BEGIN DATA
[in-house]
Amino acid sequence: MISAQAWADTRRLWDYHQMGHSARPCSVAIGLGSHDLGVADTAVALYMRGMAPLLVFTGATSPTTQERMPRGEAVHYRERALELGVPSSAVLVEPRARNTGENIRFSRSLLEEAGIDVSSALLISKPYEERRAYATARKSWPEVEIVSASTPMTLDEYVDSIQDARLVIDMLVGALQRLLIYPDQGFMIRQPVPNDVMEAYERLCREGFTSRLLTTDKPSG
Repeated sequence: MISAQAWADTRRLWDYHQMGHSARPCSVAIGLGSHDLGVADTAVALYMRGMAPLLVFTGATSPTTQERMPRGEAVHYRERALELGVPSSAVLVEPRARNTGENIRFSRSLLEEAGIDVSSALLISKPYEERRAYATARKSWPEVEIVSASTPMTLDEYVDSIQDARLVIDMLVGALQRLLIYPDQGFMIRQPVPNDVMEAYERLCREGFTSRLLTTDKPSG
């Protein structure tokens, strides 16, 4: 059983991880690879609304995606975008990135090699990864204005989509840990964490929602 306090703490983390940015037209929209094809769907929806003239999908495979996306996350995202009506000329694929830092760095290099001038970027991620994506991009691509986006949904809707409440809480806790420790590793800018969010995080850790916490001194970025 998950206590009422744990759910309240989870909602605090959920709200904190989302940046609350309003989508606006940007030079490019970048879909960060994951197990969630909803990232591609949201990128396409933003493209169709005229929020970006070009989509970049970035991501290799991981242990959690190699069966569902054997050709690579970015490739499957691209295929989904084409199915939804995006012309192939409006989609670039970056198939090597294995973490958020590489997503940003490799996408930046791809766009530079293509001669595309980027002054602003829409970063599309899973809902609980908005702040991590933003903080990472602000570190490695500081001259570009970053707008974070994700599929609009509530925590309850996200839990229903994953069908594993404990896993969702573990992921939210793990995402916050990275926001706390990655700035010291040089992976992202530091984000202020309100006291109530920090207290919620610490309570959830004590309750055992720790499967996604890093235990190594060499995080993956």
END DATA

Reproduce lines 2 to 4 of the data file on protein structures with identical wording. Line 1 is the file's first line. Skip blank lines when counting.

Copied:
Amino acid sequence: MISAQAWADTRRLWDYHQMGHSARPCSVAIGLGSHDLGVADTAVALYMRGMAPLLVFTGATSPTTQERMPRGEAVHYRERALELGVPSSAVLVEPRARNTGENIRFSRSLLEEAGIDVSSALLISKPYEERRAYATARKSWPEVEIVSASTPMTLDEYVDSIQDARLVIDMLVGALQRLLIYPDQGFMIRQPVPNDVMEAYERLCREGFTSRLLTTDKPSG
Repeated sequence: MISAQAWADTRRLWDYHQMGHSARPCSVAIGLGSHDLGVADTAVALYMRGMAPLLVFTGATSPTTQERMPRGEAVHYRERALELGVPSSAVLVEPRARNTGENIRFSRSLLEEAGIDVSSALLISKPYEERRAYATARKSWPEVEIVSASTPMTLDEYVDSIQDARLVIDMLVGALQRLLIYPDQGFMIRQPVPNDVMEAYERLCREGFTSRLLTTDKPSG
């Protein structure tokens, strides 16, 4: 059983991880690879609304995606975008990135090699990864204005989509840990964490929602 306090703490983390940015037209929209094809769907929806003239999908495979996306996350995202009506000329694929830092760095290099001038970027991620994506991009691509986006949904809707409440809480806790420790590793800018969010995080850790916490001194970025 998950206590009422744990759910309240989870909602605090959920709200904190989302940046609350309003989508606006940007030079490019970048879909960060994951197990969630909803990232591609949201990128396409933003493209169709005229929020970006070009989509970049970035991501290799991981242990959690190699069966569902054997050709690579970015490739499957691209295929989904084409199915939804995006012309192939409006989609670039970056198939090597294995973490958020590489997503940003490799996408930046791809766009530079293509001669595309980027002054602003829409970063599309899973809902609980908005702040991590933003903080990472602000570190490695500081001259570009970053707008974070994700599929609009509530925590309850996200839990229903994953069908594993404990896993969702573990992921939210793990995402916050990275926001706390990655700035010291040089992976992202530091984000202020309100006291109530920090207290919620610490309570959830004590309750055992720790499967996604890093235990190594060499995080993956």